System stability
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System Stability. DNT 354 - Control Principle. Date: 4 th September 2008 Prepared by: Megat Syahirul Amin bin Megat Ali Email: [email protected] Introduction System Stability Routh-Hurwitz Criterion Construction of Routh Table Determining System Stability. Contents.

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DNT 354 - Control Principle

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System stability

System Stability

DNT 354 - Control Principle

Date: 4th September 2008

Prepared by: MegatSyahirulAmin bin Megat Ali

Email: [email protected]


Contents

Introduction

System Stability

Routh-Hurwitz Criterion

Construction of Routh Table

Determining System Stability

Contents


Introduction

  • Stability is the most important system specification. If a system is unstable, the transient response and steady-state errors are in a moot point.

  • Definition of stability, for linear, time-invariant system by using natural response:

    • A system is stable if the natural response approaches zero as time approaches infinity.

    • A system is unstable if the natural response approaches infinity as time approaches infinity

    • A system is marginally stable if the natural response neither decays nor grows but remains constant or oscillates.

Introduction


Introduction1

  • Definition of stability using the total response bounded-input, bounded-output (BIBO):

    • A system is stable if every bounded input yields a bounded output.

    • A system is unstable if any bounded input yields an unbounded output.

Introduction


Absolute relative stability

  • Absolute Stability:

    • The absolute stability indicates whether the system is stable or not.

    • This is indicated by the presence of one or more poles in RHP.

  • Relative Stability:

    • Relative stability refers to the degree of stability of a stable system described by above.

    • This depends on the transfer function of the system, which is represented by both the numerator (that yields the zeros) and denominator (that yields the poles).

    • This can then be referred to in the study of system response either in time or frequency domain.

Absolute & Relative Stability


System stability1

Stable systems have closed-loop transfer functions with poles only in the left half-plane.

System Stability


System stability2

Unstable systems have closed-loop transfer functions with at least one pole in the right half-plane and/or poles of multiplicity greater than 1 on the imaginary axis.

System Stability


System stability3

Marginally stable systems have closed-loop transfer functions with only imaginary axis poles of multiplicity 1 and poles on the imaginary axis.

System Stability


Determining system stability

  • To determine stability of a given system, we have to consider the manner in which the system is operating, whether open-loop or closed-loop.

    • If the system is operating in closed-loop, first find the closed loop transfer function.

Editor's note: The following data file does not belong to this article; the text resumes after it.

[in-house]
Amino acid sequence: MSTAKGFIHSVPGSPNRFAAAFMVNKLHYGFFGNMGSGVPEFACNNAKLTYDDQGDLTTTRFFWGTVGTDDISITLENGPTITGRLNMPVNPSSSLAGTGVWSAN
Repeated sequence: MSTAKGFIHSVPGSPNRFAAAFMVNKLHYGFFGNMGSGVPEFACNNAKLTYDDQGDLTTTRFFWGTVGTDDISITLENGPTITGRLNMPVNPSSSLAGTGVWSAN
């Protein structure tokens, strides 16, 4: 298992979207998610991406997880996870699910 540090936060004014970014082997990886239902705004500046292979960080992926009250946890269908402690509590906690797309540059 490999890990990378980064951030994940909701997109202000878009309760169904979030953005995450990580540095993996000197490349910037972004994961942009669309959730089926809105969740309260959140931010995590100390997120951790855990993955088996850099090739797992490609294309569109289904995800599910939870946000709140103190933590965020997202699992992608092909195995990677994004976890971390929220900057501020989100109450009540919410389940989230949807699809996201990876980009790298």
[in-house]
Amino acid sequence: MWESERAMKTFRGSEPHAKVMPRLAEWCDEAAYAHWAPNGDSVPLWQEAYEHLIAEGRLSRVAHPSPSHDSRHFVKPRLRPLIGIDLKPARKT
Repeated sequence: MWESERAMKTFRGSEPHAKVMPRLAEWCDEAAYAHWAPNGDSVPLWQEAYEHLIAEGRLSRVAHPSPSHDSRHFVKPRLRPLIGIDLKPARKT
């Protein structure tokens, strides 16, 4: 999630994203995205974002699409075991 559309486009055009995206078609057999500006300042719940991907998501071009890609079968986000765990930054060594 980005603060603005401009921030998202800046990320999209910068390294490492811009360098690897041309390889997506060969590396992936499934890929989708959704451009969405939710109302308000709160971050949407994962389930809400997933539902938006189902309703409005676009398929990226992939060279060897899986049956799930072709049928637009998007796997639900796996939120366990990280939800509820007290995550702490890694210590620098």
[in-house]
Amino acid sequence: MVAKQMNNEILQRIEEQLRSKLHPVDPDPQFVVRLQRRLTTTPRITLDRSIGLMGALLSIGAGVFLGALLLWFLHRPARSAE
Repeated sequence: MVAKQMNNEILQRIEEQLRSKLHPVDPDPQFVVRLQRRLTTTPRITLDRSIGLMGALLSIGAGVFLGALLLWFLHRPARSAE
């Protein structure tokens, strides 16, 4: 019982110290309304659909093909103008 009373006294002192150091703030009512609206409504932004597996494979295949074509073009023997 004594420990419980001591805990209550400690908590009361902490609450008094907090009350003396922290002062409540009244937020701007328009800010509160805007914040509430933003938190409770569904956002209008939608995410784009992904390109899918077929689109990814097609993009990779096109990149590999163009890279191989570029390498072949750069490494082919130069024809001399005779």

• Find the closed-loop poles.

    • If the order of the system is 2 or less, factorise the denominator of the transfer function. This will provide the roots of the polynomial, or the closed-loop poles of the system.

    • If the system order is higher than 2nd-order, use construct Routh table and apply Routh-Hurwitz Criterion.

    • Any poles that exist on the RHP will indicate that the system is unstable.

Determining System Stability


Routh hurwitz criterion

  • Routh-Hurwitz Stability Criterion: The number of roots of the polynomial that are in the right half-plane is equal to the number of changes in the first column.

  • Systems with the transfer function having all poles in the LHP is stable.

  • Hence, we can conclude that a system is stable if there is no change of sign in the first column of its Routh table.

  • However, special cases exists when:

    • There exists zero only in the first column.

    • The entire row is zero.

Routh–Hurwitz Criterion


Routh hurwitz criterion1

  • If a polynomial is given by:

  • The necessary conditions for stability are:

    • All the coefficients of the polynomial are of the same sign. If not, there are poles on the right hand side of the s-plane.

    • All the coefficient should exist accept for a0.

Routh–Hurwitz Criterion

Where,

an, an-1, …, a1, a0 are constants

n = 1, 2, 3,…, ∞


Routh hurwitz criterion2

For the sufficient condition, we must form a Routh-array.

Routh-Hurwitz Criterion


Routh hurwitz criterion3

For the sufficient condition, we must formed a Routh-array.

Routh-Hurwitz Criterion


Construction of routh table

Construction of Routh Table

Equivalent closed-loop transfer function

Initial layout for Routh table

Completed Routh table


Determining system stability1

Example: How many roots exist on RHP?

Determining System Stability


Further reading

  • Chapter 6

    • Nise N.S. (2004). Control System Engineering (4th Ed), John Wiley & Sons.

    • Dorf R.C., Bishop R.H. (2001). Modern Control Systems (9th Ed), Prentice Hall.

Further Reading…


If we knew what we were doing it would not be called research would it

“If we knew what we were doing, it would not be called research, would it?…"

The End…


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